The End of Definitions, however, does have immediate and concrete implications. Hundreds of millions of dollars are foregone in the U.S. economy because of the concept of tax-exemption for nonprofit roles. Tens of thousands of organizations are not expected to be transparent or to conform to many aspects of our legal and regulatory framework because they are nonprofit. Tens of thousands of philanthropies are afforded nearly complete freedom in how they allocate resources, and how they account for the utility of those resources, completely outside of the perceptions of taxpayers.

This is all good and has, for many, many decades, served the national interest. We as a nation have been enriched immensely by these policies.

However, if we no longer know what we mean by the term “nonprofit” or “foundation” or “philanthropy,” how will we continue to make these distinctions? When the world of capital and commercial markets blends into the world of the societal commons, when solutions to social problems are to be found not in voluntarism and the stray philanthropic dollar but on the very concrete commercial landscape of capitalism, how shall we define the nonprofit endeavor? Does the distinction even matter any more?

As someone who views the hundreds of millions of dollars forgone because of tax-exemption status, and the absence of government "oversight" and all the red tape that goes along with it, as decidedly Good Things™, I'd rather have for-profit organizations treated under the (largely more liberal) regulatory regime of non-profits, than have non-profit orgs treated under the regulatory regime of for-profits. On the other hand, as the author mentions, non-profits are held to stricter standards than for-profits regarding forced public transparency and, unmentioned, laws restricting explicit political campaigning. So both regulatory regimes are mixed bags.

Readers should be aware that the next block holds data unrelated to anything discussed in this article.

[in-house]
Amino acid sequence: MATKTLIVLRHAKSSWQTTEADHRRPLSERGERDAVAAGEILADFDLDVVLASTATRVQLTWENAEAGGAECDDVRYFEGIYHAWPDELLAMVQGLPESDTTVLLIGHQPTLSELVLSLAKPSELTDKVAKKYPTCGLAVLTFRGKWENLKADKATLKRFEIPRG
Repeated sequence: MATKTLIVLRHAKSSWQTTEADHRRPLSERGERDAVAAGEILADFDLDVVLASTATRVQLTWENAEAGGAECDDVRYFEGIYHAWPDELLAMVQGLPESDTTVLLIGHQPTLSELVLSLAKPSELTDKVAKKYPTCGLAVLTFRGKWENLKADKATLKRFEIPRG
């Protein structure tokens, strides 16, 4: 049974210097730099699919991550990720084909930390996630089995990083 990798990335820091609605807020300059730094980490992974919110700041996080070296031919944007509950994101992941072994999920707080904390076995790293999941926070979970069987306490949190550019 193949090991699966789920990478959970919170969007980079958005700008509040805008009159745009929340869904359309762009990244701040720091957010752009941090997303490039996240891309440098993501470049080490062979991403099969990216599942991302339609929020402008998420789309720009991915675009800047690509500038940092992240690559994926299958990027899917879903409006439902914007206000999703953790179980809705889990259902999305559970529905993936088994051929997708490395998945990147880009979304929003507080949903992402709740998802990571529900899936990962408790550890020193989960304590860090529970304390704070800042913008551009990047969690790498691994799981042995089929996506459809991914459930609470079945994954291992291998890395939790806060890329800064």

What say you, readers? Can we say with certainty if either regime is preferable, or is the status quo--where firms get to choose by which regime they are to be judged--about as good as it can get under any system of income taxation and regulatory oversight? Does it matter that these definitional distinctions are becoming increasingly harder to make? Unless we can confidently answer the questions regarding the preferability of differing regulatory regimes, I don't see how the definitions matter that much.

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A nonprofit like Google.org makes investments it would not have otherwise in it purely self-interested form, i.e., Google.org takes risks that Google.com would not, even if the capital invested is likely to disappear.

I realize that to an outside observer, discerning between this definition of nonprofit and for-profit might be impossible, but to those in charge of the nonprofit, it wouldn't be.  On a related note, if I ever become stupendously, insanely, or obscenely wealthy, this is what I plan to do:  invest in high-risk enterprises that have a chance to revolutionize society.  Most types of charity seem to be a big waste of time and resources to me.